The Harvard Business School project – the first of its kind on a university – represents a growing trend to install ACPV on larger commercial and institutional systems. The project is composed of 320 integrated AC modules, unique for their ability to generate AC power direct from each panel. ET Solar provided the modules, which include SolarBridge Pantheon II microinverters factory-installed on each panel to convert solar-generated DC power to AC power.
Wind and shade were a particular challenge at Tata Hall, which comprises three high-rise, flat-roof buildings that are taller than any surrounding buildings. The Harvard facilities team selected ACPV because of its ability to maximize the output of each solar panel. Shadows from roof structures and equipment would present issues for DC-based systems using string inverters, because shade on any individual module would compromise the power output of the entire string of modules. In addition, ACPV was selected to increase system up-time and reduce operations and maintenance expenses by eliminating any single point of failure in the system.
Using a web-based monitoring system, facilities staff can keep tabs on ACPV system production anywhere, anytime, down to each individual module. “Green screen” monitors will keep Tata Hall occupants apprised of how much energy the solar array is producing at any given moment to offset enough of the building’s power consumption to allow Harvard to advance from Gold to Platinum LEED certification.
“Solar is an excellent investment for universities, which are under increasing pressure to reduce costs as well as energy consumption,” said Bill Mulligan, president and CEO of SolarBridge Technologies. “When an institution with the prestige and longevity of Harvard Business School chooses ACPV for its solar projects, significant long-term financial and environmental benefits have been demonstrated. ”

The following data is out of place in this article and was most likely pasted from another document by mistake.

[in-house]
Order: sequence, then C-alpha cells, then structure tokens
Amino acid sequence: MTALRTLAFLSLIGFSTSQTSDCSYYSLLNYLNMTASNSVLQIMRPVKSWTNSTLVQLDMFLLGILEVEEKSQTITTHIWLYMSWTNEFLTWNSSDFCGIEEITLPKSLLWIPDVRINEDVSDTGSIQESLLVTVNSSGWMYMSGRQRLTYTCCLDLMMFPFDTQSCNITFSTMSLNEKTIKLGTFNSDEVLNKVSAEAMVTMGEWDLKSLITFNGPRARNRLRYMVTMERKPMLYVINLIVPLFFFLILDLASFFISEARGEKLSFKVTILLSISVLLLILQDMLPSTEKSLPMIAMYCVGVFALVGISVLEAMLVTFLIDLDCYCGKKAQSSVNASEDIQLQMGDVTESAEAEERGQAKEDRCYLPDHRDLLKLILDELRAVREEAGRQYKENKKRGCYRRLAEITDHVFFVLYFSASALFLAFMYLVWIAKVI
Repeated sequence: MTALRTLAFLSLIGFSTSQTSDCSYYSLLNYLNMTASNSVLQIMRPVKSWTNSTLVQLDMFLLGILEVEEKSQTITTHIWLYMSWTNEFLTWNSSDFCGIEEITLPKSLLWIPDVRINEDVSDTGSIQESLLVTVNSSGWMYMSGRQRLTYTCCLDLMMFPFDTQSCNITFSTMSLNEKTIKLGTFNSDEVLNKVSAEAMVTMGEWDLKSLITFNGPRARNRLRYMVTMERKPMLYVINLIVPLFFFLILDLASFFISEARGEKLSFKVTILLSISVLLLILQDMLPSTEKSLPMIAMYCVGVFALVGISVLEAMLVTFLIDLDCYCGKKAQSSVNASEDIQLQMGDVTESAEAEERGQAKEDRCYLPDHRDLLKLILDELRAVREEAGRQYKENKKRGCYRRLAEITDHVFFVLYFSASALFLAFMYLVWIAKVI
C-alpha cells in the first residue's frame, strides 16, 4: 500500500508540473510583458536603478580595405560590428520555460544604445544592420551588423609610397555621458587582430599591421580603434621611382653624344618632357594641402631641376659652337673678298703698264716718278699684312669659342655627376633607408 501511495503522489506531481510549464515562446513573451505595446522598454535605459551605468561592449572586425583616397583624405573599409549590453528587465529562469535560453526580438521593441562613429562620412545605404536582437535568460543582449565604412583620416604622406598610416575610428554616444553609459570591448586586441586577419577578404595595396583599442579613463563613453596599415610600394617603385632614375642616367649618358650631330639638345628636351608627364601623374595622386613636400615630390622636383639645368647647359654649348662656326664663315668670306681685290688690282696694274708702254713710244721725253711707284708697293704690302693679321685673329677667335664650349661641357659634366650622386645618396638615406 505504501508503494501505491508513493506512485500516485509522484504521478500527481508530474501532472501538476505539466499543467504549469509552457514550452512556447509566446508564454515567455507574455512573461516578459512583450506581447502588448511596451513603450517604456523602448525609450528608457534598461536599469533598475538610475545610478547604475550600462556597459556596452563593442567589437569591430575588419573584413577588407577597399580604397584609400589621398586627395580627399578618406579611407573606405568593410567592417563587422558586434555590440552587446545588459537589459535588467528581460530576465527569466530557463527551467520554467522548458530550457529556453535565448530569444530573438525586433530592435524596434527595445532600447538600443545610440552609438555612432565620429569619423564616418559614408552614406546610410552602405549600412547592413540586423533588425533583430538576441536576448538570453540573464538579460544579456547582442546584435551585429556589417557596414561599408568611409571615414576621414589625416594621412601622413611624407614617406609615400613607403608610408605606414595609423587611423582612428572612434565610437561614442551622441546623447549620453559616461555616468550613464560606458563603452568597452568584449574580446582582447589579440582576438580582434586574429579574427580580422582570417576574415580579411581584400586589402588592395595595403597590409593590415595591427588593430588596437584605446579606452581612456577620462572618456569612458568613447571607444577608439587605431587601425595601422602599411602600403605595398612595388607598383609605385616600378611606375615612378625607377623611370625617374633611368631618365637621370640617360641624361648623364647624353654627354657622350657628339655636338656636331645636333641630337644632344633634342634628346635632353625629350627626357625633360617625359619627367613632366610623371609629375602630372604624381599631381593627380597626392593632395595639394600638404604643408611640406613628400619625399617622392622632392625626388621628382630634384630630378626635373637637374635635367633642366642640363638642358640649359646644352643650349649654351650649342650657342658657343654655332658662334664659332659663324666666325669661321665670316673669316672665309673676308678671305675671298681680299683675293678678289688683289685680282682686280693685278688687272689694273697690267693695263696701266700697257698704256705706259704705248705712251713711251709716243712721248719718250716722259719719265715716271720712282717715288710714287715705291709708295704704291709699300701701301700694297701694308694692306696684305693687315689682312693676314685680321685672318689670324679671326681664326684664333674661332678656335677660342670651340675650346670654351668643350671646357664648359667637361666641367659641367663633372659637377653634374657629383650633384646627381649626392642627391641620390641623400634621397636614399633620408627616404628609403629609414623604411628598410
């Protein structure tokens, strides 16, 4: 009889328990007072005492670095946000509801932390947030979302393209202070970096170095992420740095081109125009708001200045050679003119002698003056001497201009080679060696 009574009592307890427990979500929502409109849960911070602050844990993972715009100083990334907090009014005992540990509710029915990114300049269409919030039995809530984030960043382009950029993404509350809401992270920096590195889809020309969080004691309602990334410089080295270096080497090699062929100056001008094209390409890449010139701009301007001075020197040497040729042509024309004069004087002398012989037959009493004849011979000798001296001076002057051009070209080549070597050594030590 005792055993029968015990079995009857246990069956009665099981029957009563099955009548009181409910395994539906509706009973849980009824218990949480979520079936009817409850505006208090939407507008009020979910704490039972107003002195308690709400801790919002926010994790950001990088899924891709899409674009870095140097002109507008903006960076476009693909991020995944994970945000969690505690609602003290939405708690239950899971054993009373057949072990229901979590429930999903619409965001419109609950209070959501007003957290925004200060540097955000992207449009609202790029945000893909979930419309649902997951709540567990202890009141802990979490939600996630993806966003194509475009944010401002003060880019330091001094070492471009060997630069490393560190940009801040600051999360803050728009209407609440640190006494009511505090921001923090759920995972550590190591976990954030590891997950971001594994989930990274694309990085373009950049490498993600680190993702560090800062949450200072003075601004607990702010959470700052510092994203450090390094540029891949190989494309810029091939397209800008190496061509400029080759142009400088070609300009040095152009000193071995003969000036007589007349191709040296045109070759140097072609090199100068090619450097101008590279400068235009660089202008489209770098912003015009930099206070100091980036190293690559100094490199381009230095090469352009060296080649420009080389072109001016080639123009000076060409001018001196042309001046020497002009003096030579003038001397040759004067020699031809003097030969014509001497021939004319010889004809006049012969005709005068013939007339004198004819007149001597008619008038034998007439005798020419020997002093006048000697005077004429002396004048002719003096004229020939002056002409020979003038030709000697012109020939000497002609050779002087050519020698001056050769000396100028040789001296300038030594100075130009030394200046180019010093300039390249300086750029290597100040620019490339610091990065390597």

The Tata Hall project addresses Harvard University’s commitment to reduce greenhouse gases 30 percent by 2016 using 2006 as a baseline and including all future growth. Sustainability and renewable energy projects at Harvard Business School have contributed to a 62 percent recycling rate, 23 percent reduction in energy use and 43 percent reduction in greenhouse gas emissions. The completion of the Tata Hall PV array is the second at the Harvard Business School.
“We are very proud to be associated with the Harvard project, ” says Dennis She, president and CEO of ET Solar. “ET Solar is committed to providing excellent quality products that are highly reliable, efficient and productive. ET’s AC solution provides all of these benefits and gets high marks for the simplicity of installation – which is increasingly important for larger installations. ”
“Solect is very excited to help Harvard’s Business School achieve platinum LEED certification on the Tata project, ” says Scott Howe, Partner at Solect Energy. “The project’s complexity included a multi-tiered roof with many mechanical units and attachments resulting in shading on various parts of the arrays throughout the day. The AC solar panel solution was an ideal fit to deliver maximum system production and efficiency. ”